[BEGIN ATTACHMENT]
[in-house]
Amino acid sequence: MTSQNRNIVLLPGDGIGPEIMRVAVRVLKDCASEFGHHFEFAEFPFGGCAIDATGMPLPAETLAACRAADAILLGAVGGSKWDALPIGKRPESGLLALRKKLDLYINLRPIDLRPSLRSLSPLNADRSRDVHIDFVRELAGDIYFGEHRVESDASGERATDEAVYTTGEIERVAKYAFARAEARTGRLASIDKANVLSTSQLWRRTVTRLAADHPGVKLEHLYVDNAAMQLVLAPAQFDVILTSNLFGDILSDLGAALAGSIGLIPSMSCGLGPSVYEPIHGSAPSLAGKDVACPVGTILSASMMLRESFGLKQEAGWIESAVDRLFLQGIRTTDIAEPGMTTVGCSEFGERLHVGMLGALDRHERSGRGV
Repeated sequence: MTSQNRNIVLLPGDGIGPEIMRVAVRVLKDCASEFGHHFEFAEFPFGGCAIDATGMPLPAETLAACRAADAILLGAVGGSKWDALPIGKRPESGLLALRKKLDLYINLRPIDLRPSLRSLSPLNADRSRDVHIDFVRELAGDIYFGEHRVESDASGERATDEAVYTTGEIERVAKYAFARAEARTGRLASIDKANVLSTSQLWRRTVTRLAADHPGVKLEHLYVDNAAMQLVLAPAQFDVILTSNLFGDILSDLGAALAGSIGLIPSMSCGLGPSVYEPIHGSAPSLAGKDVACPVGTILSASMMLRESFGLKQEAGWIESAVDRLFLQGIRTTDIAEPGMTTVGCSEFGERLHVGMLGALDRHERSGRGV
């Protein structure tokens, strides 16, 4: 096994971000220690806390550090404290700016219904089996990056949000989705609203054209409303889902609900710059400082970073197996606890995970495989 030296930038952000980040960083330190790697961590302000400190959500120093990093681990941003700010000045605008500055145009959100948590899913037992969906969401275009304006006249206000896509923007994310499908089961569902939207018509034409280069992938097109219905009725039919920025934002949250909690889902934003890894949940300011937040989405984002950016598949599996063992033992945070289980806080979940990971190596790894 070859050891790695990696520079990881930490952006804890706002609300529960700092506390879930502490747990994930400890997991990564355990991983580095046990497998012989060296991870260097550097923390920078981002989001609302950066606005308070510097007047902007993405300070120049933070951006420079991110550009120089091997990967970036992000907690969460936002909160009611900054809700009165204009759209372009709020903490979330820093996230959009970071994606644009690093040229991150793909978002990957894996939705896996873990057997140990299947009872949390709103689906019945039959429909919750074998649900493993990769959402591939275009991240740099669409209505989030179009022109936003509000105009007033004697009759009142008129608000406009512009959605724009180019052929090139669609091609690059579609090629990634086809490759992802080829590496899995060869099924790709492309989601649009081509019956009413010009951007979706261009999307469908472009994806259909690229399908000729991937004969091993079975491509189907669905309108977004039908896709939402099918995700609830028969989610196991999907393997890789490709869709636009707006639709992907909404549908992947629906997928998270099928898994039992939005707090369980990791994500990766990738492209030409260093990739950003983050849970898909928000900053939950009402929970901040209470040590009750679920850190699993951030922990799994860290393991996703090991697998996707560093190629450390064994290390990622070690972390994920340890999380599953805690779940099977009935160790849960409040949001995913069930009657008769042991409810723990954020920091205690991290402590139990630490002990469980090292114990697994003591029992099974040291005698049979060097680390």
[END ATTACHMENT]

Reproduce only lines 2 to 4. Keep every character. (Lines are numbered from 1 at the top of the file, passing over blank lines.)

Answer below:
Amino acid sequence: MTSQNRNIVLLPGDGIGPEIMRVAVRVLKDCASEFGHHFEFAEFPFGGCAIDATGMPLPAETLAACRAADAILLGAVGGSKWDALPIGKRPESGLLALRKKLDLYINLRPIDLRPSLRSLSPLNADRSRDVHIDFVRELAGDIYFGEHRVESDASGERATDEAVYTTGEIERVAKYAFARAEARTGRLASIDKANVLSTSQLWRRTVTRLAADHPGVKLEHLYVDNAAMQLVLAPAQFDVILTSNLFGDILSDLGAALAGSIGLIPSMSCGLGPSVYEPIHGSAPSLAGKDVACPVGTILSASMMLRESFGLKQEAGWIESAVDRLFLQGIRTTDIAEPGMTTVGCSEFGERLHVGMLGALDRHERSGRGV
Repeated sequence: MTSQNRNIVLLPGDGIGPEIMRVAVRVLKDCASEFGHHFEFAEFPFGGCAIDATGMPLPAETLAACRAADAILLGAVGGSKWDALPIGKRPESGLLALRKKLDLYINLRPIDLRPSLRSLSPLNADRSRDVHIDFVRELAGDIYFGEHRVESDASGERATDEAVYTTGEIERVAKYAFARAEARTGRLASIDKANVLSTSQLWRRTVTRLAADHPGVKLEHLYVDNAAMQLVLAPAQFDVILTSNLFGDILSDLGAALAGSIGLIPSMSCGLGPSVYEPIHGSAPSLAGKDVACPVGTILSASMMLRESFGLKQEAGWIESAVDRLFLQGIRTTDIAEPGMTTVGCSEFGERLHVGMLGALDRHERSGRGV
């Protein structure tokens, strides 16, 4: 096994971000220690806390550090404290700016219904089996990056949000989705609203054209409303889902609900710059400082970073197996606890995970495989 030296930038952000980040960083330190790697961590302000400190959500120093990093681990941003700010000045605008500055145009959100948590899913037992969906969401275009304006006249206000896509923007994310499908089961569902939207018509034409280069992938097109219905009725039919920025934002949250909690889902934003890894949940300011937040989405984002950016598949599996063992033992945070289980806080979940990971190596790894 070859050891790695990696520079990881930490952006804890706002609300529960700092506390879930502490747990994930400890997991990564355990991983580095046990497998012989060296991870260097550097923390920078981002989001609302950066606005308070510097007047902007993405300070120049933070951006420079991110550009120089091997990967970036992000907690969460936002909160009611900054809700009165204009759209372009709020903490979330820093996230959009970071994606644009690093040229991150793909978002990957894996939705896996873990057997140990299947009872949390709103689906019945039959429909919750074998649900493993990769959402591939275009991240740099669409209505989030179009022109936003509000105009007033004697009759009142008129608000406009512009959605724009180019052929090139669609091609690059579609090629990634086809490759992802080829590496899995060869099924790709492309989601649009081509019956009413010009951007979706261009999307469908472009994806259909690229399908000729991937004969091993079975491509189907669905309108977004039908896709939402099918995700609830028969989610196991999907393997890789490709869709636009707006639709992907909404549908992947629906997928998270099928898994039992939005707090369980990791994500990766990738492209030409260093990739950003983050849970898909928000900053939950009402929970901040209470040590009750679920850190699993951030922990799994860290393991996703090991697998996707560093190629450390064994290390990622070690972390994920340890999380599953805690779940099977009935160790849960409040949001995913069930009657008769042991409810723990954020920091205690991290402590139990630490002990469980090292114990697994003591029992099974040291005698049979060097680390």